He left a son Demetrius, who assumed the title of king of Thessalonica, which the father had never borne (cf.
This prince landed in Epirus with a strong force, and marched as far as Thessalonica, which he took and destroyed; but he was shortly afterwards defeated, and compelled to return to Sicily.
2 Eustathius (since 1160 archbishop of Thessalonica) in his commentary on Dionysius Periegetes, mentions route-maps which Sesostris caused to be prepared, while Strabo (i., 1.5) dwells at length upon the wealth of geographical documents to be found in the library of Alexandria.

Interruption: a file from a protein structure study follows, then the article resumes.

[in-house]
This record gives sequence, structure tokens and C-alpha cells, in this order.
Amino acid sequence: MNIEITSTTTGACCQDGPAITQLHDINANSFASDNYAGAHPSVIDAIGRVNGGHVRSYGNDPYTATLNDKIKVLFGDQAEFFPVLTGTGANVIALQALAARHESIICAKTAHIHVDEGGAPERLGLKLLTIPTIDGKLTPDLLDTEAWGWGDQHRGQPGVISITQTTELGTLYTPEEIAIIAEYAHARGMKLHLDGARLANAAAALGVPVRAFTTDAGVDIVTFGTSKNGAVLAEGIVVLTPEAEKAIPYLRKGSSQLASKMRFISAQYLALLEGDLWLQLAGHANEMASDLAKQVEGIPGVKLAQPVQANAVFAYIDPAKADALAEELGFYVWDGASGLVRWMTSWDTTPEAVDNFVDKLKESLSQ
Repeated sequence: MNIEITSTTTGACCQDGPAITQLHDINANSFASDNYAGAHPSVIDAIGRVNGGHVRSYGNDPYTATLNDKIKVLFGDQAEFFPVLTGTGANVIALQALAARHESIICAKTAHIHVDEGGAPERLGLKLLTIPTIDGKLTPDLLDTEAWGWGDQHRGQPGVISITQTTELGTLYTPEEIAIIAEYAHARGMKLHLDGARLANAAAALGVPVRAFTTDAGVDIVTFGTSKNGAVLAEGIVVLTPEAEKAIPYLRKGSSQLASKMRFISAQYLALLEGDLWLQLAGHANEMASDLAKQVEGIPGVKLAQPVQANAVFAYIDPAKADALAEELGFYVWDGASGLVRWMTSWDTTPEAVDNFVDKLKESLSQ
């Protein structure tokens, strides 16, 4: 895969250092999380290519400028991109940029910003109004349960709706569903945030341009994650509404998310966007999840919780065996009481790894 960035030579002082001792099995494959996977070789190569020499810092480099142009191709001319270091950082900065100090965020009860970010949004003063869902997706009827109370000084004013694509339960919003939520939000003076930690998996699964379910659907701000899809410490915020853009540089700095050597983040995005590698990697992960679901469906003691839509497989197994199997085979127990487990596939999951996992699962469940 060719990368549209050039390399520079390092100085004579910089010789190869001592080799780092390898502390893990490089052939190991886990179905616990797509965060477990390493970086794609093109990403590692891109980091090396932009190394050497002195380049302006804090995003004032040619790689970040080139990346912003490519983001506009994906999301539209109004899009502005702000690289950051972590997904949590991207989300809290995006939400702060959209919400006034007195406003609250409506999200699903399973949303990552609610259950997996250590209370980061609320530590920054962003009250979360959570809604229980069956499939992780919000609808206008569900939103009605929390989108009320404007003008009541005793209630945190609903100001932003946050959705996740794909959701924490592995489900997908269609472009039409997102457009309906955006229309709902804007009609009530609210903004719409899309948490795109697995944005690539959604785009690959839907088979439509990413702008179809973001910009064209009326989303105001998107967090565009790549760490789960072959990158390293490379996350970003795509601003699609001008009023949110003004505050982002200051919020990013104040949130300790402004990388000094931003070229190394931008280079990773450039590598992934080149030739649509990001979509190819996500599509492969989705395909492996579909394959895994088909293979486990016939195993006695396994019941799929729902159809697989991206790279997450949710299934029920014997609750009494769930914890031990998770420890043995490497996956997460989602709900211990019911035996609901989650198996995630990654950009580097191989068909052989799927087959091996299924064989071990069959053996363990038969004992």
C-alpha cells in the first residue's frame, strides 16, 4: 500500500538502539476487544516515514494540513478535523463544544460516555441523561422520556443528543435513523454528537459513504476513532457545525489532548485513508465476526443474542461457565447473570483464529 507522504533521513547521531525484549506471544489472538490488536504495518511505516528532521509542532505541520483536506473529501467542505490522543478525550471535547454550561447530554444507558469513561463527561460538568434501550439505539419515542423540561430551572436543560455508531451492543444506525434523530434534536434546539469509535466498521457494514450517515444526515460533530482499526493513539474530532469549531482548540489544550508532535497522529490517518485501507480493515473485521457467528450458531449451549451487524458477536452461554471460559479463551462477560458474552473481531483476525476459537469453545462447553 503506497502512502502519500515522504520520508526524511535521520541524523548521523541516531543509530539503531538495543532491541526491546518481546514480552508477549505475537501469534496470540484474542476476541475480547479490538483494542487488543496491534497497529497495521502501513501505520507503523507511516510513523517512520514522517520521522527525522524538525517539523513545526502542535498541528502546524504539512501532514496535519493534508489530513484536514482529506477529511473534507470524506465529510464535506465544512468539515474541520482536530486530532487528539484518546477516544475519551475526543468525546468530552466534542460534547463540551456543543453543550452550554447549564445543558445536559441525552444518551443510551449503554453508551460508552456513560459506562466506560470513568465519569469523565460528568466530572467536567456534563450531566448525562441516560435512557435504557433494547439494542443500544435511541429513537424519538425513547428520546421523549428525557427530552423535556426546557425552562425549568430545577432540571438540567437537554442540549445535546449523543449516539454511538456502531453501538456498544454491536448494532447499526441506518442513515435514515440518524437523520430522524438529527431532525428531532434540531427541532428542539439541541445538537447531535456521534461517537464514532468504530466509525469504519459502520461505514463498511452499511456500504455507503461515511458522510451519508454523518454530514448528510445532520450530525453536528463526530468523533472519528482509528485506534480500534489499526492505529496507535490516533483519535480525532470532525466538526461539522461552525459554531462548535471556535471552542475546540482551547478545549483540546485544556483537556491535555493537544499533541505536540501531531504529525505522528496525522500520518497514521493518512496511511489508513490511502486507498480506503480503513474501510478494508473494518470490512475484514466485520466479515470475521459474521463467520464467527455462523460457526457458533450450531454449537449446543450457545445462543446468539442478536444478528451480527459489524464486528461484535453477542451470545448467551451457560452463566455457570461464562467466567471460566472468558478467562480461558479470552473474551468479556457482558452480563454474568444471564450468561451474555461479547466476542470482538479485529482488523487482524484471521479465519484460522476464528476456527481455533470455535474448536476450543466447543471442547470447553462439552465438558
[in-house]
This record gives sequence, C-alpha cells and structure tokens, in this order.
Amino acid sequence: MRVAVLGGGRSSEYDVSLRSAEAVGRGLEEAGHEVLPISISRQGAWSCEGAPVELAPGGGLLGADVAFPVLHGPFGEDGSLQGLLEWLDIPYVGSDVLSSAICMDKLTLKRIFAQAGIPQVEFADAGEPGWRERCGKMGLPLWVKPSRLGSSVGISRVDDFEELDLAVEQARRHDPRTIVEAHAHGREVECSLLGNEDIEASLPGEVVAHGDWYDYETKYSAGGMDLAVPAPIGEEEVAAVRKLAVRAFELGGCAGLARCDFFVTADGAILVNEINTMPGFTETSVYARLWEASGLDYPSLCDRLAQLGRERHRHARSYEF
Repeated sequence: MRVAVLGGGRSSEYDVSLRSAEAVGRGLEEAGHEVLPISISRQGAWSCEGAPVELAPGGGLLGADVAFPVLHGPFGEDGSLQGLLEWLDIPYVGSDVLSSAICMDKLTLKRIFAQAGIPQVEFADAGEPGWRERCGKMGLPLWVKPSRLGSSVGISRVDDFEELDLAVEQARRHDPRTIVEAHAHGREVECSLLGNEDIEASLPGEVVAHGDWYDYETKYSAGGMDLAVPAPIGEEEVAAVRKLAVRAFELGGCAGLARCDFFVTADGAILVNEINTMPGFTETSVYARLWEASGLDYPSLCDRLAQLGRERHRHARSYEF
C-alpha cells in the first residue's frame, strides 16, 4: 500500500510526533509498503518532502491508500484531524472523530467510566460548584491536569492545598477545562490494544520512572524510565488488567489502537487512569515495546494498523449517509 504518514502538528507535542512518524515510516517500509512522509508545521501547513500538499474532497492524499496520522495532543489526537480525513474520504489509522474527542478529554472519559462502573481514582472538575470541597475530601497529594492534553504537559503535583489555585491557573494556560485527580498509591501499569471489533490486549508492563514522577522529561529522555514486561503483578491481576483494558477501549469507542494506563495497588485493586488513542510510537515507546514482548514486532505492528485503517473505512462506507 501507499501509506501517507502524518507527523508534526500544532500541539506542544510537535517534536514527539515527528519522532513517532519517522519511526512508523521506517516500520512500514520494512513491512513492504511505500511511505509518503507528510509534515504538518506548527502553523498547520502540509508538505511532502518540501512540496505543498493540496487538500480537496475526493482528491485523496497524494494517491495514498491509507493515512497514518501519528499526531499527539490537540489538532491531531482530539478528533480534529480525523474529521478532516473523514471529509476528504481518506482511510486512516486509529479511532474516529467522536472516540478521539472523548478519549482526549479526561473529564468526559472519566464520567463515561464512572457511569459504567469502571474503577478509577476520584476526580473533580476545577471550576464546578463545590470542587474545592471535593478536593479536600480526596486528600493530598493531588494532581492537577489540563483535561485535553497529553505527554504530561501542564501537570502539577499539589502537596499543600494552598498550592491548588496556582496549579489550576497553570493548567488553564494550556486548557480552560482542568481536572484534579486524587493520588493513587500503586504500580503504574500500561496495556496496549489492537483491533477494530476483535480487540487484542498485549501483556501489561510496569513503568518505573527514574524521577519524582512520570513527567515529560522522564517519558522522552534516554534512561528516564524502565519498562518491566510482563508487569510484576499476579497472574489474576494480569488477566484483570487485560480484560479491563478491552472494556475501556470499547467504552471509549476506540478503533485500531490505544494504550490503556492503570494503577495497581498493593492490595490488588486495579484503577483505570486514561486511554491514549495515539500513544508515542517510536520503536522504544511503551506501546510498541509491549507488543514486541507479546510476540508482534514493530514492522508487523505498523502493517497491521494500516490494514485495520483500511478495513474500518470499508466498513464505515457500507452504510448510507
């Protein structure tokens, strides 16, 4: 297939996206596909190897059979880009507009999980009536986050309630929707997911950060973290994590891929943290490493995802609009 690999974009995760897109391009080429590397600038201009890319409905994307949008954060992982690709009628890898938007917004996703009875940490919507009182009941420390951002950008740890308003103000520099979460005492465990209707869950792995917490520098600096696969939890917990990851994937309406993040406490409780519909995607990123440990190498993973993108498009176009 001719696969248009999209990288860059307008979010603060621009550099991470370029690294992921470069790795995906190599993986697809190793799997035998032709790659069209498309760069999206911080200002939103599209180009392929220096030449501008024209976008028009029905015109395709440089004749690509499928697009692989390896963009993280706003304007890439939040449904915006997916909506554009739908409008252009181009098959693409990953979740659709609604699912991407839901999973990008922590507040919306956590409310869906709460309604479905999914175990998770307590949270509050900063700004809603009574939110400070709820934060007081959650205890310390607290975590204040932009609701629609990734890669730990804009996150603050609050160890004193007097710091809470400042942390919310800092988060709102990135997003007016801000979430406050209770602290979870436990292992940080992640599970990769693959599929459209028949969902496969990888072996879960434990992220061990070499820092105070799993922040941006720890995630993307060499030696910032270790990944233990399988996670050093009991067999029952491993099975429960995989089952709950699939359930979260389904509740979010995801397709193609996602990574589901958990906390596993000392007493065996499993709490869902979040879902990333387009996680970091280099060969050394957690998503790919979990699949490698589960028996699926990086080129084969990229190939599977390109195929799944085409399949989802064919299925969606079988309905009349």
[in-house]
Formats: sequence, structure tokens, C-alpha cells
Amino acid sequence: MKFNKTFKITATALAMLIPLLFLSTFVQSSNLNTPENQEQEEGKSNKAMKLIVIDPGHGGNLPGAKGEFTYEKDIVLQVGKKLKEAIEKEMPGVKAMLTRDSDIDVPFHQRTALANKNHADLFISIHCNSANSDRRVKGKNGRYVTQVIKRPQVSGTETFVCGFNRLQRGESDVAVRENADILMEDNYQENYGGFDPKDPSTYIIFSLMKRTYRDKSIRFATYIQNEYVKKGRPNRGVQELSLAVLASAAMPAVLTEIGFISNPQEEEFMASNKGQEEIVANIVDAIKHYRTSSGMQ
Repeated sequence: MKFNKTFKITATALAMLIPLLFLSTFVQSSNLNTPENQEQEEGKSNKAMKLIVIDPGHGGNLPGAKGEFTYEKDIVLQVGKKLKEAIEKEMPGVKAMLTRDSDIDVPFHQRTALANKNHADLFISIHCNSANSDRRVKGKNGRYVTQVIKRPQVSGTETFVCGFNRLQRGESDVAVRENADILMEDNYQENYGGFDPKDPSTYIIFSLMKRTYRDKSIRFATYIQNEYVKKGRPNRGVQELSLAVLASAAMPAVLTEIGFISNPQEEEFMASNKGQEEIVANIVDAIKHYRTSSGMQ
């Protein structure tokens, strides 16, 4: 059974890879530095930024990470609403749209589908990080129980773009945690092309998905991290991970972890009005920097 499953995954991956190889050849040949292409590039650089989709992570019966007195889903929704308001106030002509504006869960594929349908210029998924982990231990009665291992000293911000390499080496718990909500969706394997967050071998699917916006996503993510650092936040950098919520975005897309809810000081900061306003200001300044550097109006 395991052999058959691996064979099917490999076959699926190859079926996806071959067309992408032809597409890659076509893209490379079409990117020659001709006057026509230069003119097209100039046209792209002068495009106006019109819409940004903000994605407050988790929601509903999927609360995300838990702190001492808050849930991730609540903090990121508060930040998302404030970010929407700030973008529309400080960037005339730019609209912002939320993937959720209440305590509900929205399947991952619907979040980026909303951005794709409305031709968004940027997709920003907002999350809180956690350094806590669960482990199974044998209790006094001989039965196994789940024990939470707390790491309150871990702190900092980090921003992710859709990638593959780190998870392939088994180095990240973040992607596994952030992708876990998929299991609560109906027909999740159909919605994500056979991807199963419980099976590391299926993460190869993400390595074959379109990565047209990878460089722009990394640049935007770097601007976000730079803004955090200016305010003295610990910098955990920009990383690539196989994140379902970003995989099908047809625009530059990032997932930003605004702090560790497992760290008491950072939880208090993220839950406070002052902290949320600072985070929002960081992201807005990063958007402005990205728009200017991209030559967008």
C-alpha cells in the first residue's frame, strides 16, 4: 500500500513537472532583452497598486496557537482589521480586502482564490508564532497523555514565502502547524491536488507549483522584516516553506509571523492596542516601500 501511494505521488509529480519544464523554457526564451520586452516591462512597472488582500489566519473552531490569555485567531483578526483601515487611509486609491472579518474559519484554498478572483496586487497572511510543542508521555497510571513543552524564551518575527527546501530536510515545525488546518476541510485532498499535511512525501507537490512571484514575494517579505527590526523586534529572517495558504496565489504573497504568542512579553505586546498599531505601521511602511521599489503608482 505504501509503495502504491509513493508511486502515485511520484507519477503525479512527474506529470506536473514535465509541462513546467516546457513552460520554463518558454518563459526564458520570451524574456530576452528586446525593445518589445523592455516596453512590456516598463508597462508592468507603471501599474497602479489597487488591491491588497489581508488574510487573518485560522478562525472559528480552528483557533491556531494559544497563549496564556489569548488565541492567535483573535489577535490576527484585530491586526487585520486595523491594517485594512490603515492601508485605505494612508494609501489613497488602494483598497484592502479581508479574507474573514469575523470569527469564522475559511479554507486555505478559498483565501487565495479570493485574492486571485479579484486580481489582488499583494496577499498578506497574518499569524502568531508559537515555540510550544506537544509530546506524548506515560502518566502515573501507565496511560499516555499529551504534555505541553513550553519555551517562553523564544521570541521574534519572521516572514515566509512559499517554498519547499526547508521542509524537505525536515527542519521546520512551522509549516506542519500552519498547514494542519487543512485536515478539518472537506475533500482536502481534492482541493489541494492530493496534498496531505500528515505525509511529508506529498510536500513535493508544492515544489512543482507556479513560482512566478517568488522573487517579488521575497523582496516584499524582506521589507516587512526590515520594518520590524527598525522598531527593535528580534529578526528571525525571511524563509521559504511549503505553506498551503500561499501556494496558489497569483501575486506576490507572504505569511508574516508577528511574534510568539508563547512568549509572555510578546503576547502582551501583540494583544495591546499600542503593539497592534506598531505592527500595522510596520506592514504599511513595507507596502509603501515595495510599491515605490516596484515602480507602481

One of these skirted the southern coast, being a continuation of the Via Egnatia, which ran from Dyrrhachium to Thessalonica, thus connecting the Adriatic and the Aegean; it became of the first importance after the foundation of Constantinople, because it was the direct line of communication between that city and Rome.
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